Trump Threatens DACA Reversal

Cleveland, Ohio, USA - July 18, 2016:  Young Hispanics support the Dream Act at the

Cleveland, Ohio, USA - July 18, 2016: Young Hispanics support the Dream Act at the "Stop Trump" march on the first day of the Republican National Convention. DACA (the Deferred Action for Childhood Arrivals) program defers immigration enforcement action against young people brought to the U.S. illegally as children.

Charlie Gers

Since Trump launched hisbid for president two years ago, immigration (specifically, illegal immigration) has been one of the most pivotal issues in the political arena. While immigration has always been an important issue in politics, Trump has increased its significance even more. Whether it was regarding his rhetoric toward the influx of Mexicans, or the blank ban on a group of people because of their religion, Trump’s stance on immigration has constantly been the center of attention. This week, Trump’s administration announced its plan to end DACA (Deferred Action for Childhood Arrivals), a program that permits immigrants who came to the United States illegally as children to remain in the country.

President Barack Obama created DACA in 2012 through an executive order. Since its establishment, approximately 800,000 so-called “Dreamers” have been beneficiaries of the program, which has allowed them to remain in the country without any legal immigration repercussions. The term “Dreamers” is derived from the 2001 Development, Relief, and Education for Alien Minors also know as the DREAM Act, which would have granted legal status to undocumented immigrants who arrived in the country as kids if it had passed Congress. It failed. In order for the applicants to be eligible under Obama’s order, applicants had to have arrived in the country while under the age 16, be younger than 31 as of June 2012, and have never been convicted of a felony. Trump’s decision to reverse this policy by Obama will have a significant impact nationwide.

While DACA has had the support of millions of Americans nationwide, it has also received backlash. President Obama used powers to proceed with this policy. DACA critics saw this policy put forward by Obama’s administration as a violation of checks and balances and a unilateral implementation. Jeff Sessions denounced the “lawlessness” in the country and that “the compassionate thing is to end it.” The lack of enforcement of immigration laws has been a strong concern with some of the members of the Republican Party and Union Democrats.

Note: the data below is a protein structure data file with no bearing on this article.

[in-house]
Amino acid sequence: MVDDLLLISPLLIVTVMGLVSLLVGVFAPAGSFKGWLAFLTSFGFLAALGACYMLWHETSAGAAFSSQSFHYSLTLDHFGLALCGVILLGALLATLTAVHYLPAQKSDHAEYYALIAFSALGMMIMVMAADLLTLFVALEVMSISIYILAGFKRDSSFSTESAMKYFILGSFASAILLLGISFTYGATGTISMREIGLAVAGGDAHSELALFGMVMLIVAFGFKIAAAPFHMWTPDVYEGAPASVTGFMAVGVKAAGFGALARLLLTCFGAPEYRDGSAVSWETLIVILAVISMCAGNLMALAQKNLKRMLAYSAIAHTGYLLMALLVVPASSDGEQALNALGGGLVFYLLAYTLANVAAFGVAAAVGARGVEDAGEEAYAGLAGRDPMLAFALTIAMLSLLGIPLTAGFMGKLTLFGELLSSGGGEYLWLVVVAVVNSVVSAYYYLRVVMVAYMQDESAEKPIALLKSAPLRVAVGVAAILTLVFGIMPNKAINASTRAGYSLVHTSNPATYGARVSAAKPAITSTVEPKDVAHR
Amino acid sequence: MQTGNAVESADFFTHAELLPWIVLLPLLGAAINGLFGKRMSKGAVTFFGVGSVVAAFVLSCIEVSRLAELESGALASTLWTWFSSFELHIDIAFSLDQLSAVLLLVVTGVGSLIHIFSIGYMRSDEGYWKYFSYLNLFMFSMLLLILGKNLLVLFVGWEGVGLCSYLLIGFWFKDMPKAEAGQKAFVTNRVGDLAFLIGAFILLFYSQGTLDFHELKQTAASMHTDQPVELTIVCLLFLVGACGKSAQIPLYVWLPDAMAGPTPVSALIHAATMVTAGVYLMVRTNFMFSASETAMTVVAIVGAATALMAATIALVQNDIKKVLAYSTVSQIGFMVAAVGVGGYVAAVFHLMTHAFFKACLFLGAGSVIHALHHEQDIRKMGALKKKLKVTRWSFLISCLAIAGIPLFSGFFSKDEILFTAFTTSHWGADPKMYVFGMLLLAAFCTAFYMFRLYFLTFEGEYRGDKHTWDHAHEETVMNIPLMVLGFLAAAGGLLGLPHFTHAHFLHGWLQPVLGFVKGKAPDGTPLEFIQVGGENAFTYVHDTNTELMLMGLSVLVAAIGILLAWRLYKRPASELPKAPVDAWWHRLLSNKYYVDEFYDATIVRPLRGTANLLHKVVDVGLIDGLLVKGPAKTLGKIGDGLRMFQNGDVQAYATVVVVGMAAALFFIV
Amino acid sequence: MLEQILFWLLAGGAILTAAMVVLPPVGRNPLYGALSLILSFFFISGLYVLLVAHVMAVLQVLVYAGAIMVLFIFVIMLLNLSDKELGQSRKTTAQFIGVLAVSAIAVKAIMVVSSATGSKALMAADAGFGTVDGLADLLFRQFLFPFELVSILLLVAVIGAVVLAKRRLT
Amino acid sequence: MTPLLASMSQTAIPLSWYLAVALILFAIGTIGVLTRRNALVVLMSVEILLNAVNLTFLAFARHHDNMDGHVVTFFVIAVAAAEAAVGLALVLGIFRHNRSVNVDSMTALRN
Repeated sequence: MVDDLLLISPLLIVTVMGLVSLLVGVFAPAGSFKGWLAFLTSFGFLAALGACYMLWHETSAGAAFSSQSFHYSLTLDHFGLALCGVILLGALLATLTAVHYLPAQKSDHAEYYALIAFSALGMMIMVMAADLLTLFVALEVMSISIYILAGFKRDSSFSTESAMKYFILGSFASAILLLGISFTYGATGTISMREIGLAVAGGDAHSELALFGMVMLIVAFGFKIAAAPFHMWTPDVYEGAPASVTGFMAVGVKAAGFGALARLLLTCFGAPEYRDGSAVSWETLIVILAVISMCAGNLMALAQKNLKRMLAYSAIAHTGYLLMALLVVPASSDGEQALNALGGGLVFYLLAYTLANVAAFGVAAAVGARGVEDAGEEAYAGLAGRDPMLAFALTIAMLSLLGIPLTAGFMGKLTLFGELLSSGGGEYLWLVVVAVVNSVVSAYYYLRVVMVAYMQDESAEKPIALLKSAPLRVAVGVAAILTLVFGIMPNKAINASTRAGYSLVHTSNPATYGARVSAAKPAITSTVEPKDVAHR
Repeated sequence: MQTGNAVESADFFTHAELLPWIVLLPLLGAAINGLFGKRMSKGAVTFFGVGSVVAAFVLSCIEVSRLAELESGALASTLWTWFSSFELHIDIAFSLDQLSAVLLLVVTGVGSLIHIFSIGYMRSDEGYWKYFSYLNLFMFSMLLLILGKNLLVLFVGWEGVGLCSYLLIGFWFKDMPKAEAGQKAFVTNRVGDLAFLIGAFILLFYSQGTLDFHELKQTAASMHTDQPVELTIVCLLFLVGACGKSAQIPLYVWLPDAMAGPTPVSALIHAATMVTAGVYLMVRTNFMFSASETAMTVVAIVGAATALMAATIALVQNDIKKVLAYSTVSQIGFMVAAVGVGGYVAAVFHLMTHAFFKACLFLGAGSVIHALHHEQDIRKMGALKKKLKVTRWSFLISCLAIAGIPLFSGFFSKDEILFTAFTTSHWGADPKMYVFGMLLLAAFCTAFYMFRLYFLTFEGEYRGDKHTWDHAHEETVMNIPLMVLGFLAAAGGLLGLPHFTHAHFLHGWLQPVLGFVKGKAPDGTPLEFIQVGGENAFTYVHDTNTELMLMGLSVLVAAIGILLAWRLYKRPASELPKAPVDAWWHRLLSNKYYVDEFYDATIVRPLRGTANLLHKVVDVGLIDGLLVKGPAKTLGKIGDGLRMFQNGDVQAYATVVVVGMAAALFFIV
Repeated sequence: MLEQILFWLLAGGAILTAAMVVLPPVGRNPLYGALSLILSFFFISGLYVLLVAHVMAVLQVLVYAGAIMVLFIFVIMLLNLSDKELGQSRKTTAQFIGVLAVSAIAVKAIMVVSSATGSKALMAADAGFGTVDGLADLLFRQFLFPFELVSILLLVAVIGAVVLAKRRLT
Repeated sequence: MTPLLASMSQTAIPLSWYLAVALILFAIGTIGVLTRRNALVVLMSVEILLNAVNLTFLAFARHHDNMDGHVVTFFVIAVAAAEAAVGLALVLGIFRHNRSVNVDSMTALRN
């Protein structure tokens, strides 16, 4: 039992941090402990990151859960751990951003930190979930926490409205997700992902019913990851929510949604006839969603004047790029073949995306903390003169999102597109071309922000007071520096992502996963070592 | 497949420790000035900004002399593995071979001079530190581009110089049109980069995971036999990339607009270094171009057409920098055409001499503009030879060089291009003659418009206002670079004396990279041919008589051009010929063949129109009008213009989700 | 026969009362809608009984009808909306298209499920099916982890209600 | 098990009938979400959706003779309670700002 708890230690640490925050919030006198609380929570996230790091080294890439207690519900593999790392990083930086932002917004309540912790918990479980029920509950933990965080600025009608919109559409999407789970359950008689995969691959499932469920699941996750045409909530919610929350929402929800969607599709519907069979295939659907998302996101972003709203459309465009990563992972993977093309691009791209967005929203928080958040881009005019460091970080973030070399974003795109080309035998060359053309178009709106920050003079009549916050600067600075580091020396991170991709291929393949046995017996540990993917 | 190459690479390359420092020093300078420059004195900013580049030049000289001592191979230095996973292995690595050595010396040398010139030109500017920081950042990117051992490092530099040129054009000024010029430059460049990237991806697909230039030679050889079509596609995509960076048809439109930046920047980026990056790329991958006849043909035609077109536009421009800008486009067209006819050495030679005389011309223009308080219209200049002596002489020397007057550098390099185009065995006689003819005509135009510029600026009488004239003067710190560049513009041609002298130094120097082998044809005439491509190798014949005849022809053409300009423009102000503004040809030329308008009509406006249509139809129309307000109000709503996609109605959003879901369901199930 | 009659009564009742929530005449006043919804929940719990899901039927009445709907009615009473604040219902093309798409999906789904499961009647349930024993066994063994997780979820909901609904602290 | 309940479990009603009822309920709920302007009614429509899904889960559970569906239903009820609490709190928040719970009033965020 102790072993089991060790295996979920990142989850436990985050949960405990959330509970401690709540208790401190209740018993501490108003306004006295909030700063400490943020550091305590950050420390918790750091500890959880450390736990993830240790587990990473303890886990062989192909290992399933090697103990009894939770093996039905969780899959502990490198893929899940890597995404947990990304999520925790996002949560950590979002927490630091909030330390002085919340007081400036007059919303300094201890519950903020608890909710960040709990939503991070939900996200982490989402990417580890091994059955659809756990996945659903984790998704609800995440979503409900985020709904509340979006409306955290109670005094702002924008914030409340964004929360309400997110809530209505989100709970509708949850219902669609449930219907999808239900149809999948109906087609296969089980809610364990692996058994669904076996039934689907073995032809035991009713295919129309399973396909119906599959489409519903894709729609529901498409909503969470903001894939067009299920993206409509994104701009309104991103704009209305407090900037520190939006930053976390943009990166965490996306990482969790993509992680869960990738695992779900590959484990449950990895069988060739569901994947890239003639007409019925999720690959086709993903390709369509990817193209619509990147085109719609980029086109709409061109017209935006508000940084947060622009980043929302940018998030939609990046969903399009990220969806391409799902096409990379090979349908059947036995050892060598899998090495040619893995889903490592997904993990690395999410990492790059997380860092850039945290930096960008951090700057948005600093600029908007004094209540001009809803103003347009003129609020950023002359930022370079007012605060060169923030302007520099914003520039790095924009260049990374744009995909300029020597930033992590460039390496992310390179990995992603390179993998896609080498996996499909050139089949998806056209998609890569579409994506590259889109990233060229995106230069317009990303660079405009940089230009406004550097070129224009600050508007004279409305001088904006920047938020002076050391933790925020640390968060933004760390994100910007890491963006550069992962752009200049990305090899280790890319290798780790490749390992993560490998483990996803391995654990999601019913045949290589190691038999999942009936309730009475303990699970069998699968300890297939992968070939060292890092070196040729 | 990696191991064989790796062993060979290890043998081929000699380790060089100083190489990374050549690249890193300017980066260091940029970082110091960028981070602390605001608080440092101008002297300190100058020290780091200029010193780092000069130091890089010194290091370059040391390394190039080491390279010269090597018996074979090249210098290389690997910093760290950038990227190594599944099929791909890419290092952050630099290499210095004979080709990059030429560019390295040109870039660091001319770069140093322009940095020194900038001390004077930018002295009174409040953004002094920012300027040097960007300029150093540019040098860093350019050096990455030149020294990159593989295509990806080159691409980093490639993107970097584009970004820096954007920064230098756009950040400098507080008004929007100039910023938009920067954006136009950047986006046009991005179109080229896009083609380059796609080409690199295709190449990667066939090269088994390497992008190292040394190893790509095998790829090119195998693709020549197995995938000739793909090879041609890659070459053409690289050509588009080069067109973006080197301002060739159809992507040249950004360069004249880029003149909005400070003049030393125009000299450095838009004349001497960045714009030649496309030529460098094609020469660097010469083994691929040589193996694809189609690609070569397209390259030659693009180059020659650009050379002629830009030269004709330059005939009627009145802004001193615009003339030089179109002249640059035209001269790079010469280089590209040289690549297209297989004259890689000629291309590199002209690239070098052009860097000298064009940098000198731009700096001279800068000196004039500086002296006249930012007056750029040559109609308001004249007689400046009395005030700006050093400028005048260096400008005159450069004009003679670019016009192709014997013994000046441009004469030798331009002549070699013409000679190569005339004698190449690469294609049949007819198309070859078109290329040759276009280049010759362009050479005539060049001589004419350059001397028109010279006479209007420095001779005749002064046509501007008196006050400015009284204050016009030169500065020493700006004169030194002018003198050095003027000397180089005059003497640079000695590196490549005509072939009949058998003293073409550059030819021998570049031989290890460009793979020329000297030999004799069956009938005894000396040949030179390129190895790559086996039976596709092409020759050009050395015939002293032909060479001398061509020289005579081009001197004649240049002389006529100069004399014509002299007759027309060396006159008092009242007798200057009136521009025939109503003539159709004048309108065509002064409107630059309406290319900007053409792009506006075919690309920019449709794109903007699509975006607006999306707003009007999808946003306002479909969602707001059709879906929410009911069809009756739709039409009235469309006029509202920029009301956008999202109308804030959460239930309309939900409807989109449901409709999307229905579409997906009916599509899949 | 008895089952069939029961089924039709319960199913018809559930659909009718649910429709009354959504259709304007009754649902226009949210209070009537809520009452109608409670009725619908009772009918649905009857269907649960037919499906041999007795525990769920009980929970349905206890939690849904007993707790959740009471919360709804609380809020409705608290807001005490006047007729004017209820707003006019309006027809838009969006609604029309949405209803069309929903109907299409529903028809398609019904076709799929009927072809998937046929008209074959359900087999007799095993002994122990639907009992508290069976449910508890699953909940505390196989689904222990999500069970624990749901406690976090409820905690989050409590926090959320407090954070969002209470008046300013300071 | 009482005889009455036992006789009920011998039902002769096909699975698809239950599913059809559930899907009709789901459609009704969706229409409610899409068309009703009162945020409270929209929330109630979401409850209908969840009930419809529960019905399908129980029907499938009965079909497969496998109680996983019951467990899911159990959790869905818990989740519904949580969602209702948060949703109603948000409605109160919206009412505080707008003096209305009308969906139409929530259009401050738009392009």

Since Trump’s announcement, various leaders of our state have already spoken out against the decision. President Kaler of the University of Minnesota said, “DACA has changed lives and allowed young people to attend college, pursue graduate degrees and launch careers,” Mayor Betsy Hodges stated on Facebook, “In addition to challenging both the Justice Department’s action on sanctuary cities and the administration’s travel ban, I will continue to work with the city attorney to make sure all DACA recipients in Minneapolis have the legal support and resources they need, as well as explore ways to support legal challenges to the administration’s actions.” Senator Al Franken stated on Twitter, “POTUS reported the decision to end DACA is a disgrace, & I promise that I will fight to protect Dreamers in Minnesota and across our nation.”

Thousands of young immigrants were brought to Minnesota illegally by their parents when they were kids. According to the Minnesota Compass, Minnesota is home to approximately 457,000 foreign-born residents, of which about 6,000 are Dreamers. Of those 6,000, about 63 percent are Hispanic and about 76 percent have been here for at least five years. The economic and fiscal impact that DACA has on our state is massive. In 2016, the Humphrey School of Public Affairs released a study that Minnesota young people in DACA pay almost $7 million annually in taxes. The majority of the unauthorized workers in Minnesota work in the service industries, managerial and professional, and operators, fabricators, and laborers. Minnesota is also one of the few states where DACA students are eligible for in-state tuition and the fourth state to cover health coverage for DACA recipients.

Following this announcement, millions of Americans raised their voices to oppose the reversal of this policy. Prominent nationwide organizations like National Immigration Law Center and American Civil Liberties Union (ACLU) immediately condemned the actions taken by the administration. Leaders like Mark Zuckerberg, Cardinal Timothy Dolan (archbishop of New York), and Steve Jobs also publicly condemned this decision, calling it “un-American” and a betrayal of our values. Millions of protesters took on the streets of major cities, including Minneapolis, across the country to protest this announcement. While Congress still has time to address the issue and an opportunity to pass an immigration reform, the future of the lives of these individuals is at stake. Overall, the American public has expressed sympathy with these individuals who did not voluntarily choose to come here illegally and only by circumstance break the law. President Trump seems to be willing to sign the DREAM Act in return for other immigration reforms, including a southern border wall. If Congress is incapable of finding a solution and the full repeal of DACA ends up succeeding, there will be various factors of change in our state and in our nation.